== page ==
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1. We re-think

We step back and think, before we dive in to a design solution.

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Case Study: EMP Museum wayfinding

Client: EMP Museum

With a new exhibition opening every few months, EMP found themselves swapping out sign panels throughout their entire facility just to change one gallery title. We devised a system of removable bands for minimal material waste. Each band can be printed front and back, further prolonging their life. The new system was mounted onto the structures that had held the old signs, to keep waste and costs down.

Read more about this project here.

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2. We re-use

We aim to achieve more with less. We re-use to create new.

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Case Study: Expect the Unexpected campaign

Client: The Burke Museum

The client needed to get the attention of students on campus but had barely the budget for a poster campaign. As our Open to Question installation was winding down, we proposed re-purposing the steel structures and simply re-skinning them with new graphics. The client was very happy to achieve maximum visual impact with minimal budget outlay.

Read more about this project here.

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3. We use friendly materials

Whenever we can, we use recycled and innovative products and ask suppliers to stock eco-friendly materials.

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Case Study: Bill & Melinda Gates Foundation Visitor Center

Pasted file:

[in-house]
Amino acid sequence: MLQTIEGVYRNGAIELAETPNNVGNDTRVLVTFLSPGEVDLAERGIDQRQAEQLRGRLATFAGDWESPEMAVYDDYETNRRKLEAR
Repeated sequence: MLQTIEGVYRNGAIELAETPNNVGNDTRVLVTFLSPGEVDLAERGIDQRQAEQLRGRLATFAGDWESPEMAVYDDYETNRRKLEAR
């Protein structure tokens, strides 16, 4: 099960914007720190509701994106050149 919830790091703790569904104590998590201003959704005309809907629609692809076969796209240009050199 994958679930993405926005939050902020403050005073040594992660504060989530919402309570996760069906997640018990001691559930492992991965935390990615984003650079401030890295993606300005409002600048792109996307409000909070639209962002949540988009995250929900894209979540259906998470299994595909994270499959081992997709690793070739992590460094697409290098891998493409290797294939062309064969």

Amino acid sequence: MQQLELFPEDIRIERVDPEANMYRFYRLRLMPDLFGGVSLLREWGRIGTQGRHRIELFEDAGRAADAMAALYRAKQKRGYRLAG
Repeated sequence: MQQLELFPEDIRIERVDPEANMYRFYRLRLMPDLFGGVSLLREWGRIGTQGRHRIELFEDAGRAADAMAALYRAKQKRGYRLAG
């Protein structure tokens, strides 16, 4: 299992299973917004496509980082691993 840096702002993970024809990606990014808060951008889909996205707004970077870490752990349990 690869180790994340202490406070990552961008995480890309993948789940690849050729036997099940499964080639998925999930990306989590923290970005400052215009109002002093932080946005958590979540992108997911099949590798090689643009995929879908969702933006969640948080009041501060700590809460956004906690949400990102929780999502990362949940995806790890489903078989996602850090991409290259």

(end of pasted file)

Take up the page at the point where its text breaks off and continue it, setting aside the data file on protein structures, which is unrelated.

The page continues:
Client: Bill & Melinda Gates Foundation

This 11,000 square-foot space features over 1000 individual graphics but uses an absolute minimum of PVC (a.k.a. vinyl). Though PVC is dominant in typical exhibition displays, it is not biodegradable and creates toxins when it is manufactured and later destroyed. Almost all graphics in the visitor center are printed directly onto locally-sourced wood. An added bonus is a warm and inviting feel, suited to its Pacific Northwest home.

Read more about this project here.

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4. We save energy

We design to minimize energy demand.

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Case Study: London 2012 Olympics Public Consultation

Client: London Olympic Delivery Authority, London, England

A unique community consultation program used a fleet of modified bikes to engage citizens across five boroughs in east London. Public participation was encouraged using a kit of interactive materials including Polaroids to capture the faces and voices of local communities. Using bikes was a positive message not only about sustainability but also about the Olympics and the role of sports and healthy living.